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The penultimate take phenomenon


Fred Zinnemann may sacrifice the film to teach you a lesson
Walter Murch Film-maker
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I was scandalized by this at the time. Now I have a more nuanced version of it, but I thought, 'What kind of filmmaker is that, that would potentially damage his film? What would it take to just do that again? It would... You know, 30 seconds. We'd already done five takes; why not a sixth take? Why would you, on a, because of a snit or what...' I didn't understand it. Why let your emotions, or whatever it is, damage the film?

And what I came to understand is that the way Fred worked, that he didn't mind damaging the film occasionally. He didn't mind the sandwiches coming up into the frame. He didn't mind the actors bumping into the furniture if some other thing were good about it. And what he was teaching, I guess, in quotes... What he was teaching us all and Chic in particular was: check your equipment before you shoot the next shot. 'I so believe this' – Fred Zinnemann – 'that I am willing to damage my film to teach you this lesson or ideas to that effect.' And that was generally true as I heard it from the actors and all of the other departments, that with other directors there was a ramp-up time, as you did take one, two, three, and four, things got into position. And Fred was not tolerant of that. He wanted, even the rehearsals, everyone to be running at 100%. He didn't want, 'Okay, that's pretty good and now let's do the next one and maybe we'll make an incremental improvement and maybe by take four, it will be good.' He didn't want that and he wanted literally and metaphorically the entire camera handles to be fully engaged with the pan head so that these things didn't happen. And to make sure that you understood that, he was willing to sacrifice the particular shot, in this case, as a sacrificial victim of this lesson. In the end, it wasn't an issue at all.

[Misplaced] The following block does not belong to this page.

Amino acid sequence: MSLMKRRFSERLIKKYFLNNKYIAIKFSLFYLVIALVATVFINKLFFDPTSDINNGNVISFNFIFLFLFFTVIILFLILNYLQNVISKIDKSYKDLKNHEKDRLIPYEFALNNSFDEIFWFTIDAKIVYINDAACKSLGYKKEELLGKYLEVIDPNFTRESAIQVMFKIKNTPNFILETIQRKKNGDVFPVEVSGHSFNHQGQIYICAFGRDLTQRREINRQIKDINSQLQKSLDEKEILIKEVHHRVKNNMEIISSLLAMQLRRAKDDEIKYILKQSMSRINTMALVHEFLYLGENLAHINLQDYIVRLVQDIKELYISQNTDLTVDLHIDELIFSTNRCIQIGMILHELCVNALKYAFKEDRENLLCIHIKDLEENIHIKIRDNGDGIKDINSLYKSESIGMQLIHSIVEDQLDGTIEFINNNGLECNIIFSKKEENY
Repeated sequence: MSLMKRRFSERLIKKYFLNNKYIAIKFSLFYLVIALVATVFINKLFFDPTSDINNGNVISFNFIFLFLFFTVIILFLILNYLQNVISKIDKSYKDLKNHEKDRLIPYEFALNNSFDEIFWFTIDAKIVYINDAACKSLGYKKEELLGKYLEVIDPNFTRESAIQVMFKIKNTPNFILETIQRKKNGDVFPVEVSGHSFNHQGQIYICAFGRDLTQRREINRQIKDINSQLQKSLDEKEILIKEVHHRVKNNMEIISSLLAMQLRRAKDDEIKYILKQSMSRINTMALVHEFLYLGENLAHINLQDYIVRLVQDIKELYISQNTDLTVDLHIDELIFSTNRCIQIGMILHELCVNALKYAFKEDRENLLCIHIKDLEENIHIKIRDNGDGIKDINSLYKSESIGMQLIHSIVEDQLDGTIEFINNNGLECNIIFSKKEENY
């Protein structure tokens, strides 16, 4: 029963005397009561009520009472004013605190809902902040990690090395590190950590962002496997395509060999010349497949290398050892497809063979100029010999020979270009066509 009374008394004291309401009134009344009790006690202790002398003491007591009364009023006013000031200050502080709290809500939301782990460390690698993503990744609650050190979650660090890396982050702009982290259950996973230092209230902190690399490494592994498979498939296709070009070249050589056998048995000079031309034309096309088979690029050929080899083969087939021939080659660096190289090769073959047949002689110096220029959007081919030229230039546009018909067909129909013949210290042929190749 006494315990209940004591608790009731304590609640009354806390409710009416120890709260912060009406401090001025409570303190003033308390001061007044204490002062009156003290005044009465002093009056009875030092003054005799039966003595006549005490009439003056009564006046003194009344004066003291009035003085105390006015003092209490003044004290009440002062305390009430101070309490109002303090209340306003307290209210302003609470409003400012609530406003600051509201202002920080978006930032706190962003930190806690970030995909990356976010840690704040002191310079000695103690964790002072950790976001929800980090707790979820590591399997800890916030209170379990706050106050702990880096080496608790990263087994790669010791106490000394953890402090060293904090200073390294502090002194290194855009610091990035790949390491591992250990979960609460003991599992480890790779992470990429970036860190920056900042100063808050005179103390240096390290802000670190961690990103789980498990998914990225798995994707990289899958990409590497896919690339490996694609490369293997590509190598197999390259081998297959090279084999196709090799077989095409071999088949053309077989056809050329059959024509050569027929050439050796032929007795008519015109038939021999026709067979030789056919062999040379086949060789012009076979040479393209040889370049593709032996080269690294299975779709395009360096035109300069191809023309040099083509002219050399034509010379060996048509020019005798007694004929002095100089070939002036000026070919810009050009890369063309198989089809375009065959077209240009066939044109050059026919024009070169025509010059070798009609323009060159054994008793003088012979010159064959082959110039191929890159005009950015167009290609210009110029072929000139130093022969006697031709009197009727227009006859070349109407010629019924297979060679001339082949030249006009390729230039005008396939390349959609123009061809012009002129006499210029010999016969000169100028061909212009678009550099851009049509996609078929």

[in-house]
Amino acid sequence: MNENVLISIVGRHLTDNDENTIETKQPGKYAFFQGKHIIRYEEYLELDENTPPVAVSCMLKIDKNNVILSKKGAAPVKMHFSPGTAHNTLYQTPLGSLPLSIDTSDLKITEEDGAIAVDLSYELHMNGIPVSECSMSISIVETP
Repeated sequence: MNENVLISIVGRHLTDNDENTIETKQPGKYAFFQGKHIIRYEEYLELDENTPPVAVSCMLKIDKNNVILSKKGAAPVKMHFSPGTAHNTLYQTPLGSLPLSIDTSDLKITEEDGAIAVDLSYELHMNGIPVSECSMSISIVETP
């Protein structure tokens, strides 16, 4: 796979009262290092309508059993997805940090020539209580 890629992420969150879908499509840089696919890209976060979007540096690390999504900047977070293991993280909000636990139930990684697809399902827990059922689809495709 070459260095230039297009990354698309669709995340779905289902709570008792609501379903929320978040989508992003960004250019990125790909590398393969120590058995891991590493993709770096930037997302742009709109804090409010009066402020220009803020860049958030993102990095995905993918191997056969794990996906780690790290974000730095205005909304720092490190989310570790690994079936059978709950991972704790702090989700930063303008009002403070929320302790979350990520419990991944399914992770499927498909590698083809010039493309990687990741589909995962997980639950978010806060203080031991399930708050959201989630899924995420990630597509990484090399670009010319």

When I put the scene together, the fact that the middle of this pan was missing... I forget what the actual solution to it was, but it did not hurt the film. There was another solution and it was so easy and obvious that I never even struggled with it. I regret that I can't recall exactly what it was, but it was not a source of any anxiety, that particular issue. Did Fred know this secretly in the back of his head? He might. He might know that, as a director I've done this enough. I know that that moment is covered in one form or another and that, in fact, this last take was not so important.

Born in 1943 in New York City, Murch graduated from the University of Southern California's School of Cinema-Television. His career stretches back to 1969 and includes work on Apocalypse Now, The Godfather I, II, and III, American Graffiti, The Conversation, and The English Patient. He has been referred to as 'the most respected film editor and sound designer in modern cinema.' In a career that spans over 40 years, Murch is perhaps best known for his collaborations with Francis Ford Coppola, beginning in 1969 with The Rain People. After working with George Lucas on THX 1138 (1971), which he co-wrote, and American Graffiti (1973), Murch returned to Coppola in 1974 for The Conversation, resulting in his first Academy Award nomination. Murch's pioneering achievements were acknowledged by Coppola in his follow-up film, the 1979 Palme d'Or winner Apocalypse Now, for which Murch was granted, in what is seen as a film-history first, the screen credit 'Sound Designer.' Murch has been nominated for nine Academy Awards and has won three, for best sound on Apocalypse Now (for which he and his collaborators devised the now-standard 5.1 sound format), and achieving an unprecedented double when he won both Best Film Editing and Best Sound for his work on The English Patient. Murch’s contributions to film reconstruction include 2001's Apocalypse Now: Redux and the 1998 re-edit of Orson Welles's Touch of Evil. He is also the director and co-writer of Return to Oz (1985). In 1995, Murch published a book on film editing, In the Blink of an Eye: A Perspective on Film Editing, in which he urges editors to prioritise emotion.

Listeners: Christopher Sykes

Christopher Sykes is an independent documentary producer who has made a number of films about science and scientists for BBC TV, Channel Four, and PBS.

Tags: Fred Zinnemann

Duration: 3 minutes, 20 seconds

Date story recorded: April 2016

Date story went live: 29 March 2017